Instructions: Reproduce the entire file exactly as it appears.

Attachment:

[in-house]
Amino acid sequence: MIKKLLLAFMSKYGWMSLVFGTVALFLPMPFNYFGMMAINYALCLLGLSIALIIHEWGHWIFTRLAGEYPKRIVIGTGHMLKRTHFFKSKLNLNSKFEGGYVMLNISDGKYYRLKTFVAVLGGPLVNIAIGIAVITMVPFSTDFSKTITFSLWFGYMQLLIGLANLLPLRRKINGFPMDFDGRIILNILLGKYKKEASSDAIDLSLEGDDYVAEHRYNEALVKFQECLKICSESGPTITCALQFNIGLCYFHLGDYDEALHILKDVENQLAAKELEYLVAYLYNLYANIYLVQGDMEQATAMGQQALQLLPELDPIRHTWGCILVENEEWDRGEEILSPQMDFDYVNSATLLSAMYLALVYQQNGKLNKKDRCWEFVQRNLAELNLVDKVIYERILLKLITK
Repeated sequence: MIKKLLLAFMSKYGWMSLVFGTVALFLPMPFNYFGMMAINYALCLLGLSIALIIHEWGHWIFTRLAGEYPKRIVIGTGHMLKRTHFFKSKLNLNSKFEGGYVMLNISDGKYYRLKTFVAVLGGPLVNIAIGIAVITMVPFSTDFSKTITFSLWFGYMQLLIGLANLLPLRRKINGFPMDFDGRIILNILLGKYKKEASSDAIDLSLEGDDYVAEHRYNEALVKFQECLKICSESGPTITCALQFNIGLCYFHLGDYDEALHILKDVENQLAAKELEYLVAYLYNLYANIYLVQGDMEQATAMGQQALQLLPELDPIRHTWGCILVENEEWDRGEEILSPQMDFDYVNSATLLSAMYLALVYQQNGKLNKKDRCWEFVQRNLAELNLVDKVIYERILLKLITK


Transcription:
[in-house]
Amino acid sequence: MIKKLLLAFMSKYGWMSLVFGTVALFLPMPFNYFGMMAINYALCLLGLSIALIIHEWGHWIFTRLAGEYPKRIVIGTGHMLKRTHFFKSKLNLNSKFEGGYVMLNISDGKYYRLKTFVAVLGGPLVNIAIGIAVITMVPFSTDFSKTITFSLWFGYMQLLIGLANLLPLRRKINGFPMDFDGRIILNILLGKYKKEASSDAIDLSLEGDDYVAEHRYNEALVKFQECLKICSESGPTITCALQFNIGLCYFHLGDYDEALHILKDVENQLAAKELEYLVAYLYNLYANIYLVQGDMEQATAMGQQALQLLPELDPIRHTWGCILVENEEWDRGEEILSPQMDFDYVNSATLLSAMYLALVYQQNGKLNKKDRCWEFVQRNLAELNLVDKVIYERILLKLITK
Repeated sequence: MIKKLLLAFMSKYGWMSLVFGTVALFLPMPFNYFGMMAINYALCLLGLSIALIIHEWGHWIFTRLAGEYPKRIVIGTGHMLKRTHFFKSKLNLNSKFEGGYVMLNISDGKYYRLKTFVAVLGGPLVNIAIGIAVITMVPFSTDFSKTITFSLWFGYMQLLIGLANLLPLRRKINGFPMDFDGRIILNILLGKYKKEASSDAIDLSLEGDDYVAEHRYNEALVKFQECLKICSESGPTITCALQFNIGLCYFHLGDYDEALHILKDVENQLAAKELEYLVAYLYNLYANIYLVQGDMEQATAMGQQALQLLPELDPIRHTWGCILVENEEWDRGEEILSPQMDFDYVNSATLLSAMYLALVYQQNGKLNKKDRCWEFVQRNLAELNLVDKVIYERILLKLITK